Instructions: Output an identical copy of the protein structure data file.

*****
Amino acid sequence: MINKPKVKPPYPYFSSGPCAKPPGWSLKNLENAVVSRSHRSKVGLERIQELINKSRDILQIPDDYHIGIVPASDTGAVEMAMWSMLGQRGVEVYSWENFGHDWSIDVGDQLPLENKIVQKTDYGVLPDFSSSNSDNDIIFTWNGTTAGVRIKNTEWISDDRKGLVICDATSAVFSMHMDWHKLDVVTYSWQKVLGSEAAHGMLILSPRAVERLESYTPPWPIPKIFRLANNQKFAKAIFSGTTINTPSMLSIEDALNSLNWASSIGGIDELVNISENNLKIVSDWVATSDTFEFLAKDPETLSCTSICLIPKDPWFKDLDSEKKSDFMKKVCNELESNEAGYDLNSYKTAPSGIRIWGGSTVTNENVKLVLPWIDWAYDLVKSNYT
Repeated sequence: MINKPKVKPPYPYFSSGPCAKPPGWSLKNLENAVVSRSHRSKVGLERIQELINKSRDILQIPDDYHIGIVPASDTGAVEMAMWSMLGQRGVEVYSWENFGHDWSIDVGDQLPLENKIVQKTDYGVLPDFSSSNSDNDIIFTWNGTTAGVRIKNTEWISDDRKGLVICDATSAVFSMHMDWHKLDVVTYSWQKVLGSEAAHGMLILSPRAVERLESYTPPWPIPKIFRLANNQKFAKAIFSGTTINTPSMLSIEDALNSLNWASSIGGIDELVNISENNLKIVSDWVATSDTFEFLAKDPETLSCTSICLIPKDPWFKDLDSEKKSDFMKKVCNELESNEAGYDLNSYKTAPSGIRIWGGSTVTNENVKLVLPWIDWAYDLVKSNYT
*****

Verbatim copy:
Amino acid sequence: MINKPKVKPPYPYFSSGPCAKPPGWSLKNLENAVVSRSHRSKVGLERIQELINKSRDILQIPDDYHIGIVPASDTGAVEMAMWSMLGQRGVEVYSWENFGHDWSIDVGDQLPLENKIVQKTDYGVLPDFSSSNSDNDIIFTWNGTTAGVRIKNTEWISDDRKGLVICDATSAVFSMHMDWHKLDVVTYSWQKVLGSEAAHGMLILSPRAVERLESYTPPWPIPKIFRLANNQKFAKAIFSGTTINTPSMLSIEDALNSLNWASSIGGIDELVNISENNLKIVSDWVATSDTFEFLAKDPETLSCTSICLIPKDPWFKDLDSEKKSDFMKKVCNELESNEAGYDLNSYKTAPSGIRIWGGSTVTNENVKLVLPWIDWAYDLVKSNYT
Repeated sequence: MINKPKVKPPYPYFSSGPCAKPPGWSLKNLENAVVSRSHRSKVGLERIQELINKSRDILQIPDDYHIGIVPASDTGAVEMAMWSMLGQRGVEVYSWENFGHDWSIDVGDQLPLENKIVQKTDYGVLPDFSSSNSDNDIIFTWNGTTAGVRIKNTEWISDDRKGLVICDATSAVFSMHMDWHKLDVVTYSWQKVLGSEAAHGMLILSPRAVERLESYTPPWPIPKIFRLANNQKFAKAIFSGTTINTPSMLSIEDALNSLNWASSIGGIDELVNISENNLKIVSDWVATSDTFEFLAKDPETLSCTSICLIPKDPWFKDLDSEKKSDFMKKVCNELESNEAGYDLNSYKTAPSGIRIWGGSTVTNENVKLVLPWIDWAYDLVKSNYT